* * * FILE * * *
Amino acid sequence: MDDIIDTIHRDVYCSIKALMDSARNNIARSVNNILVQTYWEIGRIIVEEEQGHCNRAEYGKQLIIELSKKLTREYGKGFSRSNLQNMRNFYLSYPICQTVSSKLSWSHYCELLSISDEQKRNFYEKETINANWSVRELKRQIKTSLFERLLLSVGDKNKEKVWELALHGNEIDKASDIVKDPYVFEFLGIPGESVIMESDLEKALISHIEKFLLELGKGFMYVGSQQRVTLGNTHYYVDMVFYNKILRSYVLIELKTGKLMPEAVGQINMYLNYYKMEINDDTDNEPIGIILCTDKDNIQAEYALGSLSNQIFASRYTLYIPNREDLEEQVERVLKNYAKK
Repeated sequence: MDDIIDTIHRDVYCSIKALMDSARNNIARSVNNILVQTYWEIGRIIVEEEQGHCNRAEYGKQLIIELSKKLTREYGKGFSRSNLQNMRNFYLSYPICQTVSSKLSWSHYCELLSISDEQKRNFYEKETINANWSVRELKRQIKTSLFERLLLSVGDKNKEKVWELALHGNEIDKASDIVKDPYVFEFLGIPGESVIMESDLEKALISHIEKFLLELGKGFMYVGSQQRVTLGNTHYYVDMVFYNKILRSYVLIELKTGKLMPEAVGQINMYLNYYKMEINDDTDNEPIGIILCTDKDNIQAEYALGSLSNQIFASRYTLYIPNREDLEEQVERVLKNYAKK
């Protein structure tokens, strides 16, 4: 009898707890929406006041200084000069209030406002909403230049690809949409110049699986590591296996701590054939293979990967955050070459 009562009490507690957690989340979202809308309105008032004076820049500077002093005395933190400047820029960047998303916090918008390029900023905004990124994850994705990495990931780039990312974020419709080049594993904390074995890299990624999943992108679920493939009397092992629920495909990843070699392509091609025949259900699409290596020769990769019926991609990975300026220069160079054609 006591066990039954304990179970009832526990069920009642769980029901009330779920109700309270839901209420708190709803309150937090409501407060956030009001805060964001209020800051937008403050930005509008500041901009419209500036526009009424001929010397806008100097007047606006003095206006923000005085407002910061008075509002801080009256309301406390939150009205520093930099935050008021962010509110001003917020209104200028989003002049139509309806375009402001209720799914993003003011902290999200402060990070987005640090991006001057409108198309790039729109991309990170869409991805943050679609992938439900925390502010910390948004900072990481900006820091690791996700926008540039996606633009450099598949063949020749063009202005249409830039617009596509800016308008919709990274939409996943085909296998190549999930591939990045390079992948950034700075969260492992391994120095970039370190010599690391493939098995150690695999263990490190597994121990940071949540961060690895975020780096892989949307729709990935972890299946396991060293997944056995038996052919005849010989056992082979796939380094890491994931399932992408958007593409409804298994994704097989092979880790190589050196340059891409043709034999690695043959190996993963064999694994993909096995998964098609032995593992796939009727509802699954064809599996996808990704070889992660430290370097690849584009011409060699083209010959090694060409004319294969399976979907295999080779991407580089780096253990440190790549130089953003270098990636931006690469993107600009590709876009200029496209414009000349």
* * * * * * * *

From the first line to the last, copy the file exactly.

Amino acid sequence: MDDIIDTIHRDVYCSIKALMDSARNNIARSVNNILVQTYWEIGRIIVEEEQGHCNRAEYGKQLIIELSKKLTREYGKGFSRSNLQNMRNFYLSYPICQTVSSKLSWSHYCELLSISDEQKRNFYEKETINANWSVRELKRQIKTSLFERLLLSVGDKNKEKVWELALHGNEIDKASDIVKDPYVFEFLGIPGESVIMESDLEKALISHIEKFLLELGKGFMYVGSQQRVTLGNTHYYVDMVFYNKILRSYVLIELKTGKLMPEAVGQINMYLNYYKMEINDDTDNEPIGIILCTDKDNIQAEYALGSLSNQIFASRYTLYIPNREDLEEQVERVLKNYAKK
Repeated sequence: MDDIIDTIHRDVYCSIKALMDSARNNIARSVNNILVQTYWEIGRIIVEEEQGHCNRAEYGKQLIIELSKKLTREYGKGFSRSNLQNMRNFYLSYPICQTVSSKLSWSHYCELLSISDEQKRNFYEKETINANWSVRELKRQIKTSLFERLLLSVGDKNKEKVWELALHGNEIDKASDIVKDPYVFEFLGIPGESVIMESDLEKALISHIEKFLLELGKGFMYVGSQQRVTLGNTHYYVDMVFYNKILRSYVLIELKTGKLMPEAVGQINMYLNYYKMEINDDTDNEPIGIILCTDKDNIQAEYALGSLSNQIFASRYTLYIPNREDLEEQVERVLKNYAKK
């Protein structure tokens, strides 16, 4: 009898707890929406006041200084000069209030406002909403230049690809949409110049699986590591296996701590054939293979990967955050070459 009562009490507690957690989340979202809308309105008032004076820049500077002093005395933190400047820029960047998303916090918008390029900023905004990124994850994705990495990931780039990312974020419709080049594993904390074995890299990624999943992108679920493939009397092992629920495909990843070699392509091609025949259900699409290596020769990769019926991609990975300026220069160079054609 006591066990039954304990179970009832526990069920009642769980029901009330779920109700309270839901209420708190709803309150937090409501407060956030009001805060964001209020800051937008403050930005509008500041901009419209500036526009009424001929010397806008100097007047606006003095206006923000005085407002910061008075509002801080009256309301406390939150009205520093930099935050008021962010509110001003917020209104200028989003002049139509309806375009402001209720799914993003003011902290999200402060990070987005640090991006001057409108198309790039729109991309990170869409991805943050679609992938439900925390502010910390948004900072990481900006820091690791996700926008540039996606633009450099598949063949020749063009202005249409830039617009596509800016308008919709990274939409996943085909296998190549999930591939990045390079992948950034700075969260492992391994120095970039370190010599690391493939098995150690695999263990490190597994121990940071949540961060690895975020780096892989949307729709990935972890299946396991060293997944056995038996052919005849010989056992082979796939380094890491994931399932992408958007593409409804298994994704097989092979880790190589050196340059891409043709034999690695043959190996993963064999694994993909096995998964098609032995593992796939009727509802699954064809599996996808990704070889992660430290370097690849584009011409060699083209010959090694060409004319294969399976979907295999080779991407580089780096253990440190790549130089953003270098990636931006690469993107600009590709876009200029496209414009000349």